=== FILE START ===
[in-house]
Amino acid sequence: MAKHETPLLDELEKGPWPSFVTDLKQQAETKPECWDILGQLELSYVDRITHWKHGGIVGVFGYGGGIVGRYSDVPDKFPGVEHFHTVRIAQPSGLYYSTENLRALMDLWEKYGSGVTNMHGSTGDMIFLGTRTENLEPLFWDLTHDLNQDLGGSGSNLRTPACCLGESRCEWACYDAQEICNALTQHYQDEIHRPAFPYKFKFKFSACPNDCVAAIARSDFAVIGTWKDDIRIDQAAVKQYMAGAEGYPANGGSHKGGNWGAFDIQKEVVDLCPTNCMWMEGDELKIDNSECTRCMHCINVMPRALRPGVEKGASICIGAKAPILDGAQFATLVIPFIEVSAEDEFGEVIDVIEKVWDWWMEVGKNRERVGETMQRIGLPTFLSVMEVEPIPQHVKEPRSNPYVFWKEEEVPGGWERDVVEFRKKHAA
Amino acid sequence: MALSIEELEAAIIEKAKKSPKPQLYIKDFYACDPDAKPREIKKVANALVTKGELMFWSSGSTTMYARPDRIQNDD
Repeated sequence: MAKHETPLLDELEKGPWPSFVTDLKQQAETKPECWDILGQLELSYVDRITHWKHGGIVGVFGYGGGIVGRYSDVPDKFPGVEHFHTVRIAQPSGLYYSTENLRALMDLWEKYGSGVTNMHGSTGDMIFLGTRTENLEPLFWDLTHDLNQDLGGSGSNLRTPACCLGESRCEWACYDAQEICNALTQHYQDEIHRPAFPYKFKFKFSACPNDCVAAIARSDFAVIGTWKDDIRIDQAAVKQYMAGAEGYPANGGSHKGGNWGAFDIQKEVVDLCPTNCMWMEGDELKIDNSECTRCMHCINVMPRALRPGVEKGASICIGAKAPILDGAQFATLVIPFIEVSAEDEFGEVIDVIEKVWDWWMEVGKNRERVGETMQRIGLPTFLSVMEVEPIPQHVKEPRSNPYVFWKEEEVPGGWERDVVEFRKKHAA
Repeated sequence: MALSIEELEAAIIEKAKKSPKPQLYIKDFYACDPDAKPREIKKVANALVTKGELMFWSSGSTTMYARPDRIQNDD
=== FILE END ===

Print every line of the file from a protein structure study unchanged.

[in-house]
Amino acid sequence: MAKHETPLLDELEKGPWPSFVTDLKQQAETKPECWDILGQLELSYVDRITHWKHGGIVGVFGYGGGIVGRYSDVPDKFPGVEHFHTVRIAQPSGLYYSTENLRALMDLWEKYGSGVTNMHGSTGDMIFLGTRTENLEPLFWDLTHDLNQDLGGSGSNLRTPACCLGESRCEWACYDAQEICNALTQHYQDEIHRPAFPYKFKFKFSACPNDCVAAIARSDFAVIGTWKDDIRIDQAAVKQYMAGAEGYPANGGSHKGGNWGAFDIQKEVVDLCPTNCMWMEGDELKIDNSECTRCMHCINVMPRALRPGVEKGASICIGAKAPILDGAQFATLVIPFIEVSAEDEFGEVIDVIEKVWDWWMEVGKNRERVGETMQRIGLPTFLSVMEVEPIPQHVKEPRSNPYVFWKEEEVPGGWERDVVEFRKKHAA
Amino acid sequence: MALSIEELEAAIIEKAKKSPKPQLYIKDFYACDPDAKPREIKKVANALVTKGELMFWSSGSTTMYARPDRIQNDD
Repeated sequence: MAKHETPLLDELEKGPWPSFVTDLKQQAETKPECWDILGQLELSYVDRITHWKHGGIVGVFGYGGGIVGRYSDVPDKFPGVEHFHTVRIAQPSGLYYSTENLRALMDLWEKYGSGVTNMHGSTGDMIFLGTRTENLEPLFWDLTHDLNQDLGGSGSNLRTPACCLGESRCEWACYDAQEICNALTQHYQDEIHRPAFPYKFKFKFSACPNDCVAAIARSDFAVIGTWKDDIRIDQAAVKQYMAGAEGYPANGGSHKGGNWGAFDIQKEVVDLCPTNCMWMEGDELKIDNSECTRCMHCINVMPRALRPGVEKGASICIGAKAPILDGAQFATLVIPFIEVSAEDEFGEVIDVIEKVWDWWMEVGKNRERVGETMQRIGLPTFLSVMEVEPIPQHVKEPRSNPYVFWKEEEVPGGWERDVVEFRKKHAA
Repeated sequence: MALSIEELEAAIIEKAKKSPKPQLYIKDFYACDPDAKPREIKKVANALVTKGELMFWSSGSTTMYARPDRIQNDD